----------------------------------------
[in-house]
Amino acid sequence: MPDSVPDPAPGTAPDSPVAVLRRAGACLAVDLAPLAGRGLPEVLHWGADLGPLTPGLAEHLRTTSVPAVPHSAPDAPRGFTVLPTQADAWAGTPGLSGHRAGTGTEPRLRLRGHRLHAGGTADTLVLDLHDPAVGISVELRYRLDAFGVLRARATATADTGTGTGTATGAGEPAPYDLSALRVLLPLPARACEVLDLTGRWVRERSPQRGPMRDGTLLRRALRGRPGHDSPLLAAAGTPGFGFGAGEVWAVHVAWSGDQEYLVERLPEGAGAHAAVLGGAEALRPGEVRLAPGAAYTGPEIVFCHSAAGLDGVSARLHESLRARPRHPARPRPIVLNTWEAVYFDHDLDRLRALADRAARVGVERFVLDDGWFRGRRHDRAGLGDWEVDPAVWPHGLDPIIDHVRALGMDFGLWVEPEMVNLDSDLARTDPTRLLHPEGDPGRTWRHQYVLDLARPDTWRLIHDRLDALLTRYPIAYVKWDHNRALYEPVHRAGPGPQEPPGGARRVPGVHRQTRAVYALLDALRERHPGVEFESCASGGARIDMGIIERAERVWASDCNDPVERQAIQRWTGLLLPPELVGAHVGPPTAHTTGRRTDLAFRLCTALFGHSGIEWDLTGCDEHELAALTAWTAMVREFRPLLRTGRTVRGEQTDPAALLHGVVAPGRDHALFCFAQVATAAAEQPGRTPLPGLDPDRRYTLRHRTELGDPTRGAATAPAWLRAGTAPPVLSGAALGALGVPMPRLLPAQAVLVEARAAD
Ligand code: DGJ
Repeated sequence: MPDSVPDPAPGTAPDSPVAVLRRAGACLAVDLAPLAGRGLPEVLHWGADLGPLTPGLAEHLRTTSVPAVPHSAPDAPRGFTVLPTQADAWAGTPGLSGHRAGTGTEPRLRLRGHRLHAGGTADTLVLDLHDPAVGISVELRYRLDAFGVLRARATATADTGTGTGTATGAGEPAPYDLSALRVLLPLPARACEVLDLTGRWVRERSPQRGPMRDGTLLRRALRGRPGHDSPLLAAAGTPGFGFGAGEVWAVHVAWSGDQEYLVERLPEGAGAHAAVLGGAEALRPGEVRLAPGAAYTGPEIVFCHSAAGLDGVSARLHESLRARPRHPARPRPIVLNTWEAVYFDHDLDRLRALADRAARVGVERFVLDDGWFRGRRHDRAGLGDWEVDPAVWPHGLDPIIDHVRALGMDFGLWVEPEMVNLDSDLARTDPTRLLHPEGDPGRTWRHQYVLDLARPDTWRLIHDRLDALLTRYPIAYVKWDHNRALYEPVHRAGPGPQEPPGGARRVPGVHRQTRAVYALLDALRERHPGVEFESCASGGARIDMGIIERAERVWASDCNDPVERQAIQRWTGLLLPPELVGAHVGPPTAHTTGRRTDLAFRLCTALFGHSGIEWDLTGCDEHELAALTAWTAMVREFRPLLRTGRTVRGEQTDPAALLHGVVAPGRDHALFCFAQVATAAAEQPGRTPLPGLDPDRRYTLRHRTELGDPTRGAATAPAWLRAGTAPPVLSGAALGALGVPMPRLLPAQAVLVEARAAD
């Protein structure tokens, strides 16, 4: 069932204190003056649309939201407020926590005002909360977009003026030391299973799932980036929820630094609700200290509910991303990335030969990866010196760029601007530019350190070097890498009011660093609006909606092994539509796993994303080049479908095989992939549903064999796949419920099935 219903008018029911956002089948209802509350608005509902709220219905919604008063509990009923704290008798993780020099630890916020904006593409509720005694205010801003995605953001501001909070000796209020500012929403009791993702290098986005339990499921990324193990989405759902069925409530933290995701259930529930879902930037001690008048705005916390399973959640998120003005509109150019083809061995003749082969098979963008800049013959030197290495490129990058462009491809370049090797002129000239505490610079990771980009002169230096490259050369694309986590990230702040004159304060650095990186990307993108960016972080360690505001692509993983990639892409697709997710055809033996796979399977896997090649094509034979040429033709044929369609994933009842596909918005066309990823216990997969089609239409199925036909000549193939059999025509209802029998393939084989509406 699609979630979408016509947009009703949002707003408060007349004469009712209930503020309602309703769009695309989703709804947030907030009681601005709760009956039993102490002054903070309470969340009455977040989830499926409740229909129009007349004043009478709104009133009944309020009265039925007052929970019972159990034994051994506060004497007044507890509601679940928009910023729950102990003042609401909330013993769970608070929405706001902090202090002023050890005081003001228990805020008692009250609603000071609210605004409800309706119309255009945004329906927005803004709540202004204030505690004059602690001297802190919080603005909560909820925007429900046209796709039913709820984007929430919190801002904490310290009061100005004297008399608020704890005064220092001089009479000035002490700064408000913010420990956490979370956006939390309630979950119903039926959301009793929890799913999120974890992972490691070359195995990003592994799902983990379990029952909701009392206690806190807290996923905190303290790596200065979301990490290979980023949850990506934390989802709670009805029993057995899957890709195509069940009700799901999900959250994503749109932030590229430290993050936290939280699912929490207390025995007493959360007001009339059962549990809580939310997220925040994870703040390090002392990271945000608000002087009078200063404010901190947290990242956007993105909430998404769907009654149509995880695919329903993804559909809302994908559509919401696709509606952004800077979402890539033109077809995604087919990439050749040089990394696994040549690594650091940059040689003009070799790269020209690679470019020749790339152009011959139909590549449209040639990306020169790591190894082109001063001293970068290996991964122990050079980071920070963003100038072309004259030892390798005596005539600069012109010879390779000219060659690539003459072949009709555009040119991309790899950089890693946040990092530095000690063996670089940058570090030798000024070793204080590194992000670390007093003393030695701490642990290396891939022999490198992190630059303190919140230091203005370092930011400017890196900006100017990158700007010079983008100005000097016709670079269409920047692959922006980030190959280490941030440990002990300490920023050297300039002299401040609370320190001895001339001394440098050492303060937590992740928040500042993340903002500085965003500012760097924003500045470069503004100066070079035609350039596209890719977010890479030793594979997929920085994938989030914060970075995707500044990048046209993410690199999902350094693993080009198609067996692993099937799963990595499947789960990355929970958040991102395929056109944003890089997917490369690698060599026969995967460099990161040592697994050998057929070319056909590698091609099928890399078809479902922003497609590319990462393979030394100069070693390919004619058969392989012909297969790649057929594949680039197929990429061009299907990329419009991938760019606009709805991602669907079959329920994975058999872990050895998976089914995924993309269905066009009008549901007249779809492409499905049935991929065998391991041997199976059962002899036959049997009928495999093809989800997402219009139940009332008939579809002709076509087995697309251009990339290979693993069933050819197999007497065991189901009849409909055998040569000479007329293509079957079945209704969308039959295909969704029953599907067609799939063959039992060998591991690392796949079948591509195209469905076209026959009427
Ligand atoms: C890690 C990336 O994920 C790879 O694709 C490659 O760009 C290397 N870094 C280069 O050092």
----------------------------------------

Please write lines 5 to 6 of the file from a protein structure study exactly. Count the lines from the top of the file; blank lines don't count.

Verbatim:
């Protein structure tokens, strides 16, 4: 069932204190003056649309939201407020926590005002909360977009003026030391299973799932980036929820630094609700200290509910991303990335030969990866010196760029601007530019350190070097890498009011660093609006909606092994539509796993994303080049479908095989992939549903064999796949419920099935 219903008018029911956002089948209802509350608005509902709220219905919604008063509990009923704290008798993780020099630890916020904006593409509720005694205010801003995605953001501001909070000796209020500012929403009791993702290098986005339990499921990324193990989405759902069925409530933290995701259930529930879902930037001690008048705005916390399973959640998120003005509109150019083809061995003749082969098979963008800049013959030197290495490129990058462009491809370049090797002129000239505490610079990771980009002169230096490259050369694309986590990230702040004159304060650095990186990307993108960016972080360690505001692509993983990639892409697709997710055809033996796979399977896997090649094509034979040429033709044929369609994933009842596909918005066309990823216990997969089609239409199925036909000549193939059999025509209802029998393939084989509406 699609979630979408016509947009009703949002707003408060007349004469009712209930503020309602309703769009695309989703709804947030907030009681601005709760009956039993102490002054903070309470969340009455977040989830499926409740229909129009007349004043009478709104009133009944309020009265039925007052929970019972159990034994051994506060004497007044507890509601679940928009910023729950102990003042609401909330013993769970608070929405706001902090202090002023050890005081003001228990805020008692009250609603000071609210605004409800309706119309255009945004329906927005803004709540202004204030505690004059602690001297802190919080603005909560909820925007429900046209796709039913709820984007929430919190801002904490310290009061100005004297008399608020704890005064220092001089009479000035002490700064408000913010420990956490979370956006939390309630979950119903039926959301009793929890799913999120974890992972490691070359195995990003592994799902983990379990029952909701009392206690806190807290996923905190303290790596200065979301990490290979980023949850990506934390989802709670009805029993057995899957890709195509069940009700799901999900959250994503749109932030590229430290993050936290939280699912929490207390025995007493959360007001009339059962549990809580939310997220925040994870703040390090002392990271945000608000002087009078200063404010901190947290990242956007993105909430998404769907009654149509995880695919329903993804559909809302994908559509919401696709509606952004800077979402890539033109077809995604087919990439050749040089990394696994040549690594650091940059040689003009070799790269020209690679470019020749790339152009011959139909590549449209040639990306020169790591190894082109001063001293970068290996991964122990050079980071920070963003100038072309004259030892390798005596005539600069012109010879390779000219060659690539003459072949009709555009040119991309790899950089890693946040990092530095000690063996670089940058570090030798000024070793204080590194992000670390007093003393030695701490642990290396891939022999490198992190630059303190919140230091203005370092930011400017890196900006100017990158700007010079983008100005000097016709670079269409920047692959922006980030190959280490941030440990002990300490920023050297300039002299401040609370320190001895001339001394440098050492303060937590992740928040500042993340903002500085965003500012760097924003500045470069503004100066070079035609350039596209890719977010890479030793594979997929920085994938989030914060970075995707500044990048046209993410690199999902350094693993080009198609067996692993099937799963990595499947789960990355929970958040991102395929056109944003890089997917490369690698060599026969995967460099990161040592697994050998057929070319056909590698091609099928890399078809479902922003497609590319990462393979030394100069070693390919004619058969392989012909297969790649057929594949680039197929990429061009299907990329419009991938760019606009709805991602669907079959329920994975058999872990050895998976089914995924993309269905066009009008549901007249779809492409499905049935991929065998391991041997199976059962002899036959049997009928495999093809989800997402219009139940009332008939579809002709076509087995697309251009990339290979693993069933050819197999007497065991189901009849409909055998040569000479007329293509079957079945209704969308039959295909969704029953599907067609799939063959039992060998591991690392796949079948591509195209469905076209026959009427
Ligand atoms: C890690 C990336 O994920 C790879 O694709 C490659 O760009 C290397 N870094 C280069 O050092």